India’s parliament has passed a landmark bill that will reserve a third of its seats in the lower house and state assemblies for women, in a major win for rights groups that have for decades campaigned for better gender representation in politics.
The bill, titled the Nari Shakti Vandan Adhiniyam (Women’s Power Salutation Act), was introduced by Prime Minister Narendra Modi’s government in a special parliamentary session on Tuesday and was approved by the lower house on Wednesday with 454 votes in favour and two against. It was passed by the upper house on Thursday with 214 votes in favour and none against.
A historic moment for women’s empowerment
Modi hailed the passage of the bill as “a defining moment in our nation’s democratic journey” and thanked all the lawmakers who supported it. He said the bill was not merely a legislation, but a tribute to the countless women who have made India proud with their resilience and contributions.
“With the passage of this bill, the representation of women power will be strengthened and a new era of their empowerment will begin,” Modi wrote on X, formerly known as Twitter.
The bill will reserve 33% of the 543 seats in the Lok Sabha (lower house) and 4,120 seats in the state assemblies for women. The reservation will be both horizontal and vertical, meaning that it will apply to women from all castes and communities, including the Scheduled Castes (SCs) and Scheduled Tribes (STs), which are already entitled to a separate quota.
The reservation will come into effect after the next census and delimitation exercise, which are expected to take place after the 2024 general elections. The bill also stipulates that the reservation will be valid for 15 years from the date of its commencement.
A long-pending demand fulfilled
The bill fulfils a long-pending demand of women’s rights activists and political parties, who have been pushing for greater representation of women in decision-making bodies. India ranks 148th out of 193 countries in terms of women’s representation in parliament, according to the Inter-Parliamentary Union (IPU).
The bill was first introduced in 1996 by the then United Front government, but faced stiff opposition from some regional parties and male-dominated factions within various parties. It was revived several times by successive governments, but could not be passed due to lack of consensus and political will.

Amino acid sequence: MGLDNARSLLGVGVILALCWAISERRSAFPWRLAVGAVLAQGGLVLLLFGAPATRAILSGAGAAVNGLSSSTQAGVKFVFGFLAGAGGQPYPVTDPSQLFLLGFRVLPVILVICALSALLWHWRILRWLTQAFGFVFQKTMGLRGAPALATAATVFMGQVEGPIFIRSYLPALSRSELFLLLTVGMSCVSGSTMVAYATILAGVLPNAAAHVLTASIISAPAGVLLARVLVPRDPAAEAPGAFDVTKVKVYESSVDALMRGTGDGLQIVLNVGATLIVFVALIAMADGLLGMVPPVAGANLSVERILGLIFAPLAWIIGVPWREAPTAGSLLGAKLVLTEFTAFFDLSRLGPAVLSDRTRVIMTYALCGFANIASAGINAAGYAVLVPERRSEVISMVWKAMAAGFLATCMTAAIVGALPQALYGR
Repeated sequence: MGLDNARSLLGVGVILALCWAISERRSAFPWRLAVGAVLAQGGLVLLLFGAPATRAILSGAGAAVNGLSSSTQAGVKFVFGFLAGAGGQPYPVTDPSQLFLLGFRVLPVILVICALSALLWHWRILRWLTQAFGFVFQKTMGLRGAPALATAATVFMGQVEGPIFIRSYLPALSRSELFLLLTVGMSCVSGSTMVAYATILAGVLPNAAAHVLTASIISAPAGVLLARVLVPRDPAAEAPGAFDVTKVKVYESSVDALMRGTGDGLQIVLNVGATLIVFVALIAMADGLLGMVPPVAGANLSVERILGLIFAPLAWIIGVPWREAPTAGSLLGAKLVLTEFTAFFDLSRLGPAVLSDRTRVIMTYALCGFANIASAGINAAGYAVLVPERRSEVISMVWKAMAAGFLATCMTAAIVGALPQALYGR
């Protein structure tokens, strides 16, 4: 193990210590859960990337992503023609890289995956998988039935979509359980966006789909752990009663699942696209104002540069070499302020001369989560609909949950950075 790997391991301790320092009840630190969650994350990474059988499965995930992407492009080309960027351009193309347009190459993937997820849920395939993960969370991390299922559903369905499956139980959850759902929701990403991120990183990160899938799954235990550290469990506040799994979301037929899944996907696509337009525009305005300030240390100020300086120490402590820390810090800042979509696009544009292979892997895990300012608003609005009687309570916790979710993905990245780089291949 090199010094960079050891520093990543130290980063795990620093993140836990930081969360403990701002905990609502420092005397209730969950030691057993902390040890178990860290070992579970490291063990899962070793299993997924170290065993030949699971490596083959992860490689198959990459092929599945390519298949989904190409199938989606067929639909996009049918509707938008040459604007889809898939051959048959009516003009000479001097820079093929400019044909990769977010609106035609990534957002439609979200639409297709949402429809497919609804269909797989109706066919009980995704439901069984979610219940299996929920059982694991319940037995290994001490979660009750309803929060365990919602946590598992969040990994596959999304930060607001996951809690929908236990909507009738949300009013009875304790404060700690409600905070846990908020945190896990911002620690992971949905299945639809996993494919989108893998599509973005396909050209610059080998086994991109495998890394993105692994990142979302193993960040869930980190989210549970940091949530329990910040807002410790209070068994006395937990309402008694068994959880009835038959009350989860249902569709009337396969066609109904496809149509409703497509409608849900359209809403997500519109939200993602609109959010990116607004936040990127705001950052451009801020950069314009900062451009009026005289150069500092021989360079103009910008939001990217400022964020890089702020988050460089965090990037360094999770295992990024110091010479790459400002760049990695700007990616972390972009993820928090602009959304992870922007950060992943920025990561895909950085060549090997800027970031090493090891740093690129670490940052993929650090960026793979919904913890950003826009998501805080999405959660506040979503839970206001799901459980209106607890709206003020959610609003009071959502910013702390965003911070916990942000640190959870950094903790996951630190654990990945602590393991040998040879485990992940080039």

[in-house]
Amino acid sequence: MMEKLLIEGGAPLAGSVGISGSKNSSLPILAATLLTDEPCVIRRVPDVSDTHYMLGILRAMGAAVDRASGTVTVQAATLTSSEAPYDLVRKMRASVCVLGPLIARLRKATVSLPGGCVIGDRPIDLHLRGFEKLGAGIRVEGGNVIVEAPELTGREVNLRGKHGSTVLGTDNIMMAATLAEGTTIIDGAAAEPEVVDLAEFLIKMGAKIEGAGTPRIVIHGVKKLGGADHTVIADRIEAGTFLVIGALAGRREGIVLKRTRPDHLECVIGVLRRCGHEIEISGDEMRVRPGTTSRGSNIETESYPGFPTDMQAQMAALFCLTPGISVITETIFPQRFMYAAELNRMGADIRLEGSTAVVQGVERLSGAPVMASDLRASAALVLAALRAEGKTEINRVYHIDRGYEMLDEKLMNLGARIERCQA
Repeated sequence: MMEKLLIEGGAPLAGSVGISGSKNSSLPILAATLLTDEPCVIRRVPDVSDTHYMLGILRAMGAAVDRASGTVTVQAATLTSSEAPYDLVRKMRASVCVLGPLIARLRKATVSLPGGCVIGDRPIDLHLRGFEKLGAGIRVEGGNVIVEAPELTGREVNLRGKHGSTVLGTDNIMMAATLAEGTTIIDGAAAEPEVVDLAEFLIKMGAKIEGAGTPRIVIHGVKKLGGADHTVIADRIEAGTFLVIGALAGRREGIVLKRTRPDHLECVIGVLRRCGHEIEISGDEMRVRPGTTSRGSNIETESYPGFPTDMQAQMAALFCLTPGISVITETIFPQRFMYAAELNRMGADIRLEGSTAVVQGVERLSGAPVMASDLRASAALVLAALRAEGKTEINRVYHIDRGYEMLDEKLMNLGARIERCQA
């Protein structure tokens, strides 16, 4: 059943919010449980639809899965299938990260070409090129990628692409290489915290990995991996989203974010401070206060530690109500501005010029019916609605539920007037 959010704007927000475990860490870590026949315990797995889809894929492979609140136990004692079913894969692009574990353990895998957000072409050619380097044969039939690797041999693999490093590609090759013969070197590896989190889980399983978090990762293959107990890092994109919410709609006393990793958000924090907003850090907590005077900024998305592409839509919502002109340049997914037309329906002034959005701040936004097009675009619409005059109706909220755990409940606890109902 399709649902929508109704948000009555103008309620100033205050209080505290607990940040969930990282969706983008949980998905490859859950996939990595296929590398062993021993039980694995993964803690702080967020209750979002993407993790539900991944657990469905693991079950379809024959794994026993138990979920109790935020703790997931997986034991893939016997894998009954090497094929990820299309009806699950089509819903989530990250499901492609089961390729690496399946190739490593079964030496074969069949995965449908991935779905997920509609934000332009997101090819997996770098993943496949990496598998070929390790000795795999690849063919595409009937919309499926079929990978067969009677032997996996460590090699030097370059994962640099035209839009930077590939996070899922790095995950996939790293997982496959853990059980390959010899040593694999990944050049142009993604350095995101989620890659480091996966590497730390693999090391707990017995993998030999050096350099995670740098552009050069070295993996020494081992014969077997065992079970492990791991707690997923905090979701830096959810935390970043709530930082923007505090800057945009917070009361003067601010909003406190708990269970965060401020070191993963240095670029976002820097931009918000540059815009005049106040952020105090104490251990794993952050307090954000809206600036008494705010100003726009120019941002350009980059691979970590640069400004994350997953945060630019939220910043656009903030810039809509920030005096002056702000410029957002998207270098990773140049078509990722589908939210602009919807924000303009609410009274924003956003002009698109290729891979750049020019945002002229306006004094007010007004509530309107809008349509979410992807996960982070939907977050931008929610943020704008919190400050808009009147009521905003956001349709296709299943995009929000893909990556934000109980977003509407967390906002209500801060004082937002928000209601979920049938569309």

The Modi government, which enjoys a comfortable majority in both houses of parliament, decided to bring the bill as a surprise move during a special session convened to mark the inauguration of the new parliament building. The bill received overwhelming support from almost all parties, except for the All India Majlis-e-Ittehadul Muslimeen (AIMIM), which opposed it on the grounds that it would exclude women from backward classes and minorities.
A boost for Modi ahead of elections
The passage of the bill is seen as a major boost for Modi and his Bharatiya Janata Party (BJP) ahead of the national elections due next year. The BJP has been trying to woo women voters with various schemes and initiatives, such as providing free cooking gas cylinders, building toilets, promoting education and health care, and abolishing triple talaq (a form of instant divorce among Muslims).
The bill is also likely to have a positive impact on the social and economic status of women in India, where they face multiple challenges such as discrimination, violence, poverty, illiteracy and lack of opportunities. According to the World Economic Forum’s Global Gender Gap Report 2021, India ranks 140th out of 156 countries in terms of gender parity.
Women activists and experts have welcomed the bill as a historic step towards ensuring equal participation and representation of women in governance and policy-making. They have also urged the government to implement the bill effectively and ensure that women candidates are given adequate support and resources to contest elections.